Child who suffers from epilepsy able to take cannabis to school

CALIFORNIA, (NBC) - While most schools have fought to keep drugs out of the classroom, one California student will be allowed to bring them in. In fact, she's one of the first in the nation to be able to do so, legally.

When she was just an infant, Brooke Adams was diagnosed with a rare form of epilepsy called Dravet Syndrome.

Her father says her seizures would last for half an hour or longer and paramedics would have to be called.

Doctors tried several powerful drugs to control and prevent them but none seemed effective and they all had powerful side effects.

When Brooke was a little more than a year old, she was issued a medical marijuana card.

Her parents say the daily Cannabidiol oil she uses and the emergency THC oil are very effective.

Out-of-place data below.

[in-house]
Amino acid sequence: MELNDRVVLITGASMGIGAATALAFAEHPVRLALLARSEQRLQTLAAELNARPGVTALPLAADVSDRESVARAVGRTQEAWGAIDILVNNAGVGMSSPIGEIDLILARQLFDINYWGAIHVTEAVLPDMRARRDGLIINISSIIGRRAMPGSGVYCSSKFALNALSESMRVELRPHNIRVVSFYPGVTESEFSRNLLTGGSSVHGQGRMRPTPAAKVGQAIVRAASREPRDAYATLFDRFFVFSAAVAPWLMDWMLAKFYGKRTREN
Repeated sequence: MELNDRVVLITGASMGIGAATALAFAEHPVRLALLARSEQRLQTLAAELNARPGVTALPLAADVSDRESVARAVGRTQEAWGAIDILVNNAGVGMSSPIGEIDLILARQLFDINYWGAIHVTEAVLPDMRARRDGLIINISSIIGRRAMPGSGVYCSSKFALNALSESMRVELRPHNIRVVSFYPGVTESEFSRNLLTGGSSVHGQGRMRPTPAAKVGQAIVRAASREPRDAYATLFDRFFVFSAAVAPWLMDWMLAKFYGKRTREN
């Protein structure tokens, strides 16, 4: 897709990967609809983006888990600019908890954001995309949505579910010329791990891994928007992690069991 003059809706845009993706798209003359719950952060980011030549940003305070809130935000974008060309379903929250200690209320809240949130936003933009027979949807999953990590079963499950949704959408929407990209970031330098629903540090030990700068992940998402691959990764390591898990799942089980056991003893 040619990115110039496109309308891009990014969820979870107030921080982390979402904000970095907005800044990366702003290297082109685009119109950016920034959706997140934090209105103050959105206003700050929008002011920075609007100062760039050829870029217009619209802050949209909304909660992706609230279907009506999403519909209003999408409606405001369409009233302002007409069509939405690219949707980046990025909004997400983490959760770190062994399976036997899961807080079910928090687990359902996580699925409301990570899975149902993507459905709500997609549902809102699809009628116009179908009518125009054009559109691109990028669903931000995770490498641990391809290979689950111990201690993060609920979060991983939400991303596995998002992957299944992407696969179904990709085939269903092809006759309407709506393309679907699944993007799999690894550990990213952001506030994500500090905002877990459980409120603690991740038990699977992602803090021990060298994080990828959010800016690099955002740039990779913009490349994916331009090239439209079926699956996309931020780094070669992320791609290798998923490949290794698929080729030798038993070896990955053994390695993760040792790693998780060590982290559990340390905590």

Brooke now has fewer seizures and they only last for a short amount of time.

Brooke’s father Jon Adams says she will take the medicine then fall asleep and she’s back to normal.
Medical marijuana and recreational marijuana may be legal in the State of California but because it is still a federally restricted drug, doctors cannot prescribe it for treatment.
All they can do is issue a medical marijuana card which is a doctor’s recommendation, so it’s still illegal to bring it on school grounds.
A judge is still weighing the case on whether Brooke can be allowed to bring the drugs into the school, but he did issue a temporary stay, allowing her to attend class until a decision has been made.
The judge is expected to issue his final decision later in September or October.